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Is China Really to Blame for Slowing iPhone Sales?


In January 2019, iPhone maker Apple made the surprise decision to cut its sales forecast. It caused the price of Apple shares to drop, and the company is believed to have lost billions of dollars as a result.

In a note to investors, Apple CEO Tim Cook said that slow iPhone sales and the revised sales forecast are because of a sales slump in China. “While we anticipated some challenges in key emerging markets, we did not foresee the magnitude of the economic deceleration, particularly in Greater China,” explained Cook.

The Chinese economy has been affected by trade relations with the United States and Apple also suspects that some Chinese consumers have shied away from buying an iPhone because Apple is an American brand.

China is a major region for companies like Apple. There are more than 800 million Internet users in the country, and 98% of them are on mobile, so there is a huge potential market. However, analysts and critics of Apple disagree that slow sales in China are the only reason why Apple has lowered its sales forecast, saying that there are more factors causing consumers to buy fewer phones from Apple.

Apple is Being Priced Out of the Chinese Market

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It is true that Chinese consumers are buying fewer smartphones than before. A study on Chinese consumer buying habits, published by (Tencent-backed) research firm Penguin Intelligence, surveyed 70,000 Chinese smartphone owners on their plans for buying a new smartphone. Of those surveyed, around half said that they would purchase a phone once every two years. However, just 16% of iPhone owners in 2017 said they would buy a new phone each year (down from 27.8% in 2016), compared to 23.5% of Android owners (down from 34.7% in 2016).

Apple is hardest hit by the decline in Chinese smartphone sales, and it has the least brand loyalty. One reason for this is that the Apple iPhone is a lot more expensive than homegrown, Chinese competitors. When the OnePlus 6 launched in China in 2018, its starting price was 3,199 Yuan (approximately $503), and its hardware specs of 6GB of RAM, an octa-core processor, and 20MP camera are more powerful than the iPhone XS Max specs of 4GB of RAM, hexa-core processor, and 12MP camera. However, iPhone XS Max launch prices in China began at $1,397 which is almost triple the price of the OnePlus 6. In China, the iPhone was also nearly $300 more expensive than in the United States, where the iPhone XS Max was launched at $1,099.

Refurbished Phones Are a More Affordable Alternative

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It’s not just China where pricing is causing a decline in iPhone sales. In Western regions, such as the United States, brand new Apple iPhones are losing out to more affordable alternatives. Apple is still very popular in the West, and consumers love the quality of the phones and how easy they are to use. However, not everyone can afford to buy a brand new iPhone which is why many have begun to look at refurbished phones.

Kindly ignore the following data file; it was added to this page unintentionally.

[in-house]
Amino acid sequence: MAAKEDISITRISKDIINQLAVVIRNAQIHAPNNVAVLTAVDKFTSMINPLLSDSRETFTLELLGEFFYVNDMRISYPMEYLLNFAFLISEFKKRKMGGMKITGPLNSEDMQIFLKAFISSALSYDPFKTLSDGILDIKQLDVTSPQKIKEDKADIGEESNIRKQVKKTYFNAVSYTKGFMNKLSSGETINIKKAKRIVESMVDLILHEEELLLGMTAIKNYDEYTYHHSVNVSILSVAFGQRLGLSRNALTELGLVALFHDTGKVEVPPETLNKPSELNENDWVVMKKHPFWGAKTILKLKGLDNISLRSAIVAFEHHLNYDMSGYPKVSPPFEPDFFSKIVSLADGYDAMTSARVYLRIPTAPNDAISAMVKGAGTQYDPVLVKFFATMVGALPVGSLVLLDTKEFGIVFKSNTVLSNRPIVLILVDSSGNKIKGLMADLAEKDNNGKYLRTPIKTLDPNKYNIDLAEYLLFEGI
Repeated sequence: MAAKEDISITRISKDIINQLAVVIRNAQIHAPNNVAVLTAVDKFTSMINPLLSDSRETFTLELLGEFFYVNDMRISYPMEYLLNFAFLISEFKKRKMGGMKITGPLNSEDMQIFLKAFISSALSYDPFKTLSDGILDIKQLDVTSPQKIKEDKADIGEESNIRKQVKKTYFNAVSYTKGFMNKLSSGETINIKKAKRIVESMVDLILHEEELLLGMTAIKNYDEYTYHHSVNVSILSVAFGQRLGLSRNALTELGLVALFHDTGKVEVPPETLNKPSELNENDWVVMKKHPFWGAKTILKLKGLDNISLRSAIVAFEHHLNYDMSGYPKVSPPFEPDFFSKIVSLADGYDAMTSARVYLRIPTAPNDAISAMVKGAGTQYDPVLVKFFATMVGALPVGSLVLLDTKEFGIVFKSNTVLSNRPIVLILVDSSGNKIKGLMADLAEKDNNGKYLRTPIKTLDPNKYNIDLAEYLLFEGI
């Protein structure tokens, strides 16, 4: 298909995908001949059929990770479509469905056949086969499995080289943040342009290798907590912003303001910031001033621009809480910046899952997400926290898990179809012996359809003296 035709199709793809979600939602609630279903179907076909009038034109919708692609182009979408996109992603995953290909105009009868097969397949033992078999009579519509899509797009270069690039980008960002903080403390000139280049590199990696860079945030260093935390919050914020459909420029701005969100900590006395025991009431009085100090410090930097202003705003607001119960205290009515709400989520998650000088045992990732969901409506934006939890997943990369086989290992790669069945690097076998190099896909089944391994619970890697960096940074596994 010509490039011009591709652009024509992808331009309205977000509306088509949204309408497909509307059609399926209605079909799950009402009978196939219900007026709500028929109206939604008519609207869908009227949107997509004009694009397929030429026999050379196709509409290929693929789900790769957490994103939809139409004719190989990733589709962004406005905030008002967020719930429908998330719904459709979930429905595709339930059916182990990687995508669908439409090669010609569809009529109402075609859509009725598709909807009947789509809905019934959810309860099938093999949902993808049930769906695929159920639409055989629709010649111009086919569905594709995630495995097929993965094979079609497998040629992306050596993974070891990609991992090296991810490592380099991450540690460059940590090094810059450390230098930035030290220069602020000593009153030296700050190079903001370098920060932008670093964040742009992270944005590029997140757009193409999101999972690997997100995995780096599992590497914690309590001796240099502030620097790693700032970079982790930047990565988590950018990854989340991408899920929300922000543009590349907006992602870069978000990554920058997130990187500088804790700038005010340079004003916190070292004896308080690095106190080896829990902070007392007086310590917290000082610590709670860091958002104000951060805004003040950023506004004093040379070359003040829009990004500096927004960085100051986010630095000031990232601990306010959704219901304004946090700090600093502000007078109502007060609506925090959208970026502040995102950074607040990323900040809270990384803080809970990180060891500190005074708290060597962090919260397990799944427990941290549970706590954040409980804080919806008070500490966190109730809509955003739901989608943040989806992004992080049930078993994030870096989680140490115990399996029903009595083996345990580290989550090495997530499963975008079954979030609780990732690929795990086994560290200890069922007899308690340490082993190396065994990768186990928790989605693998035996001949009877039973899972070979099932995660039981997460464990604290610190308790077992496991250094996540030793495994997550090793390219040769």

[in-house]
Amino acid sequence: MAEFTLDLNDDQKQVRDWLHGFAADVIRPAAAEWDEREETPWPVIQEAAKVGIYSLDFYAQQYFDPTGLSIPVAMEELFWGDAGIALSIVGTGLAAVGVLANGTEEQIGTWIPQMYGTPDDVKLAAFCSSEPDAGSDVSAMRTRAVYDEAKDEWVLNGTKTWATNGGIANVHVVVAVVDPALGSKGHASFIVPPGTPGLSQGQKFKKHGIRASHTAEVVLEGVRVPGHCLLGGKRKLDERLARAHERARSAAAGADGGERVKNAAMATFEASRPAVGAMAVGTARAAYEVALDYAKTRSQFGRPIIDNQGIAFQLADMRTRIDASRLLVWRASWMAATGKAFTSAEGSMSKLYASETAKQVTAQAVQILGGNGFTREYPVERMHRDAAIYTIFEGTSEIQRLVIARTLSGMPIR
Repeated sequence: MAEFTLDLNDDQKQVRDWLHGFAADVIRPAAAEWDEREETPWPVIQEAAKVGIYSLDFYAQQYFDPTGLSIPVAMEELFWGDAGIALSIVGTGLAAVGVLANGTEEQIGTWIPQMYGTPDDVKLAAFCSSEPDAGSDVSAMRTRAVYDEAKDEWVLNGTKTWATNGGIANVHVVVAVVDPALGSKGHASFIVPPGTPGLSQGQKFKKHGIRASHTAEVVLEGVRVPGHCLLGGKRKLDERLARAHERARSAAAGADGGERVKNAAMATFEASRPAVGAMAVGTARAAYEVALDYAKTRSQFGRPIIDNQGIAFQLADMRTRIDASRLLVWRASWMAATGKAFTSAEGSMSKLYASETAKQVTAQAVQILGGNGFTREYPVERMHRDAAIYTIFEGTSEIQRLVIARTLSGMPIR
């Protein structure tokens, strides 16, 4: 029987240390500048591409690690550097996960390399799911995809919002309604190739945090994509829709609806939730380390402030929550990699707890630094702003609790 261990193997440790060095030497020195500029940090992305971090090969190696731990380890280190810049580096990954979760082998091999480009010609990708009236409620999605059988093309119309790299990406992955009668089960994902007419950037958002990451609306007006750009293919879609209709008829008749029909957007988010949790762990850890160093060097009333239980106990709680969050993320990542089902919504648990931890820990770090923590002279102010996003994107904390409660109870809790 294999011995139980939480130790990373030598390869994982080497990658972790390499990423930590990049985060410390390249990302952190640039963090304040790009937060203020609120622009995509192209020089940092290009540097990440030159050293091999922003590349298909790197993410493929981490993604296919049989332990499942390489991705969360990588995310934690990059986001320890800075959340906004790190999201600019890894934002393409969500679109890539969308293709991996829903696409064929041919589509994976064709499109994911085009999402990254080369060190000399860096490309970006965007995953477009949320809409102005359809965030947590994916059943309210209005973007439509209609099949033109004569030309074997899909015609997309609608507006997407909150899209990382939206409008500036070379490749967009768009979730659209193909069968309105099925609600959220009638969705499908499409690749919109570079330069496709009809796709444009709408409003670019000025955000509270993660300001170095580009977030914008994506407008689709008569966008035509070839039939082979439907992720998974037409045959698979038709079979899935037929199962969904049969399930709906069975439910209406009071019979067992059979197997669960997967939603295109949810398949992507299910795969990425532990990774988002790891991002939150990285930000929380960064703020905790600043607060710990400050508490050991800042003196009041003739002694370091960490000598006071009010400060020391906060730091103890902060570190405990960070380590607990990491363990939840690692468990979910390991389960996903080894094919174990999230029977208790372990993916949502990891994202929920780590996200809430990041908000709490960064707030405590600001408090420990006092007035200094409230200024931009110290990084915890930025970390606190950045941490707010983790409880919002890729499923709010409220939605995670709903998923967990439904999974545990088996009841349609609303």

Refurbished phones offer the same quality as a brand new phone and have been tested to confirm that they are in working order. Consumers can also buy refurbished iPhones in excellent cosmetic condition (refurbished grade A) which means it will look like new and the only difference is the price. There are big savings to be had on refurbished phones, and you can see this by looking at the cost of a refurbished iPhone X unlocked. Prices of a refurbished iPhone X start at around $700, with some unlocked models available for $669. This is more than $300 less than the $999 launch price from November 2017. Although the unlocked version of the iPhone X (not locked to a cell phone carrier) are more expensive than locked versions (locked to carriers like Verizon, Sprint, and AT&T), shoppers could still potentially save hundreds of dollars by buying refurbished than brand new from Apple.

Apple Fails to Find Success in Emerging Markets

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With the price of an iPhone causing sales to decline in major regions such as China and the United States, it’s little surprise that in emerging markets, which are more price sensitive, Apple is failing to find success. While there is some interest in premium handsets in emerging markets like India and the African continent, consumers have a different idea of premium pricing than what you may expect. To many in these regions, a premium smartphone is one that costs around $400. The iPhone, which may cost more than $1,000, is way above that.

Emerging markets provide a brilliant opportunity for Apple. Africa has one of the fastest-growing smartphone markets in the world, and over the past five years, the region’s annual mobile usage has increased by 65%. The average selling price of a smartphone in Africa is $150, so smartphones like the iPhone XS, which cost more than $1,500 in the region are unable to gain much traction.

There are lots of things that Apple could do to increase iPhone sales, such as offering more powerful specs and innovative features. However, it’s the price that may make the biggest difference as mobile markets all over the globe are in Apple iPhones, but at a much lower price.